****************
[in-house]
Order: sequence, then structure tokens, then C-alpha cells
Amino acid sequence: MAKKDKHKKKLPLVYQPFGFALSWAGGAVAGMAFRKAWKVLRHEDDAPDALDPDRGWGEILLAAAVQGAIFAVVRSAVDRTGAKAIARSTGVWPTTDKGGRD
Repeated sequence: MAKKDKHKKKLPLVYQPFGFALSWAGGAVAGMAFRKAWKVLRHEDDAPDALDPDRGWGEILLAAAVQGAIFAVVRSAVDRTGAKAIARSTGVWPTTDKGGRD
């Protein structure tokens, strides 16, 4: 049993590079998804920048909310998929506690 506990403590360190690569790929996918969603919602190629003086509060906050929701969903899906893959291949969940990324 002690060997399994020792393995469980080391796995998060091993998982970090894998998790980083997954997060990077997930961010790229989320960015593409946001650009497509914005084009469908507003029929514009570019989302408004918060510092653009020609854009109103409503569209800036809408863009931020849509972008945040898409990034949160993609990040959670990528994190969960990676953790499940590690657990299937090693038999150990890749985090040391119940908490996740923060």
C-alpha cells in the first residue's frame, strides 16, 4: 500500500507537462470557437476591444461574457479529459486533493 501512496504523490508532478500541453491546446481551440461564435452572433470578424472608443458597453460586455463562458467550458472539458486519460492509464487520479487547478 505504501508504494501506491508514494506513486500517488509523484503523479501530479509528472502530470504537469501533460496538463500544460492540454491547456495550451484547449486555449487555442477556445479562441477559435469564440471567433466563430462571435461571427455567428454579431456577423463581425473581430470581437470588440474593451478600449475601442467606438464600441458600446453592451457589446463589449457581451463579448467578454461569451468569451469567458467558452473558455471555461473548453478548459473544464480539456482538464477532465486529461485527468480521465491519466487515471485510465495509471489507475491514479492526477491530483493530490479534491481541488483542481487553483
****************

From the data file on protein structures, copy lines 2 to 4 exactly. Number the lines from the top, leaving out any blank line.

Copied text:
Order: sequence, then structure tokens, then C-alpha cells
Amino acid sequence: MAKKDKHKKKLPLVYQPFGFALSWAGGAVAGMAFRKAWKVLRHEDDAPDALDPDRGWGEILLAAAVQGAIFAVVRSAVDRTGAKAIARSTGVWPTTDKGGRD
Repeated sequence: MAKKDKHKKKLPLVYQPFGFALSWAGGAVAGMAFRKAWKVLRHEDDAPDALDPDRGWGEILLAAAVQGAIFAVVRSAVDRTGAKAIARSTGVWPTTDKGGRD